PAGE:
The shuttle was meant to be replaced around this year, but both projects meant to offer up its replacement were cancelled. The X33 in 2001, and any technologies related to the Constellation program this year.

Sadly. There are a few other spacecraft that NASA and partners have designed and are testing. The Orion (originally part of constellation), Dream Chaser, SpaceX Dragon and the Delta IV Heavy. It's not like all work on spaceflight have ceased completely from NASA.

Part of that's due to public disinterest and part of it's due to the fact that the technology NASA is developing has simply moved past practical Earth-based applications. in the 50's and 60's Nasa pumped out technology on pretty much a weekly basis that revolutionized American goods, services, and production capabilities.

Sadly yes, regardless of the type of technology they produce it all has its applications somewhere on earth for some purpose. There's a difference between whether it's applicable now, or down the road in the future. Regardless, that doesn't change that fact that they get <1% of the US budget when...say...the DoD gets 18.74%.

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I actually wrote a pretty big post on my tumblr awhile back about space. But since I don't use tumblr I'm just gonna repost it here so you all might read it.

spoilered so the people who hate me for my freedom won't get crabby about having to scroll past it.

The Space Race

I’ve been thinking lately about the history of the space race. To my mind, it was really the main positive benefit of the Cold War (though, if both sides hadn’t been investing so much money into defense, I believe space exploration could have started sooner).

I think the most interesting part about the space race is that after all the drama to rush to the moon in 1969, we (by which I mean, no humans, or even human-designed robots) haven’t been back there since 1976.

Now, I’ve read science fiction from a very young age. I’ve always enjoyed the thought that humans could fly between the stars. When I was a kid I idolized various famous explorers of history, (though in later years I’d find out how racist they were). But, to me, the exploration of space has always been a supremely appealing idea. I remember when I was young I would get really mad that I had to live in what I thought of as a transitional period — we could go to space, but we weren’t, at least not en masse. And I was aware from a young age that I was not exactly astronaut material. Basically, I was pissed that my descendants would get to go into space but I wasn’t.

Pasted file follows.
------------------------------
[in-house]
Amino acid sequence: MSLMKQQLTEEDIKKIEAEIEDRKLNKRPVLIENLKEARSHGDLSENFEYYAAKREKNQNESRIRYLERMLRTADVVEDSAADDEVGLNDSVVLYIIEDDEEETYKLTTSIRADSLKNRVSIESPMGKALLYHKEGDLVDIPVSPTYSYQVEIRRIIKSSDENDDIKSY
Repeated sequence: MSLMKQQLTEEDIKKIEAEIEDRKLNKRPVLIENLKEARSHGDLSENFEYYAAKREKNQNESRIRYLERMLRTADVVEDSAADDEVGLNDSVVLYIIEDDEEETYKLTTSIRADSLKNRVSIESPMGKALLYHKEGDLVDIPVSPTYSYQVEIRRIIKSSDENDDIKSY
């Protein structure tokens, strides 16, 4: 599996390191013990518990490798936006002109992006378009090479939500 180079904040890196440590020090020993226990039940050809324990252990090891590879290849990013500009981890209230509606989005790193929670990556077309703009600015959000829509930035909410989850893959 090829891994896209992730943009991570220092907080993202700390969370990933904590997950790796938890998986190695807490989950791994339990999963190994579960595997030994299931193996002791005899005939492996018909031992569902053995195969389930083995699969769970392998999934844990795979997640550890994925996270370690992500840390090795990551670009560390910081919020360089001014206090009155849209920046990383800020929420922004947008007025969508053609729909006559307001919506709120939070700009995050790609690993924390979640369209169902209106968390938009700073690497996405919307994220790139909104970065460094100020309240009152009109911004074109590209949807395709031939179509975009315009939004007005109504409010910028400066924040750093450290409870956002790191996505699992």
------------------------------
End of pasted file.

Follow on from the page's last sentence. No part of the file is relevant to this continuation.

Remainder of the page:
What I’ve found to be the case, upon becoming an adult, is that most adults don’t really give a crap about space. Which is pretty disappointing. I suppose this is what people mean by “growing old and getting your dreams crushed,” “I’ve been safariin’ since before you were born,” and other such platitudes. But, as I mentioned, I never really thought I would get to go to space. So while my dreams were crushed, my expectations were essentially met.

And that’s something I’ve found to be true of most genres of science fiction — interesting, fun, but ultimately unrealistic. But then when I got to high school and discovered cyberpunk, I suddenly realized: here was a brand of literature that talked to me! It wasn’t one based on the dreams of some scientist; rather, it was based on the fears of the late 80’s/early 90’s counterculture. They envisioned a bleak future where life was dominated by corporations, who through technological and legal developments had come to control even the minutiae of the average citizen’s life. They were afraid of the erosion of civil liberties, and the disappearance of privacy in the face of advanced surveillance technology. And they were worried that in the near future we’d “only” be building colonies on the moon and in space stations.

Well, to me it seems life, now, is even more bleak than that. We’ve got the surveillance, but none of the fun, 90’s hacker movie ways of getting around it. We’ve got the corporations, but none of the anarchist spirit that resisted them. When I was first introduced to cyberpunk was right around the signing of the Patriot Act, and at that young age I was sufficiently politicized to understand it. I was scared for my future.

But, most tragically, we haven’t built anything on the moon. Our society, as one, walked to the brink of space, looked out into the vastnesses of the cosmos, and for a little while happily embraced the desire to be part of something more. But then we went back inside and turned the TV back on.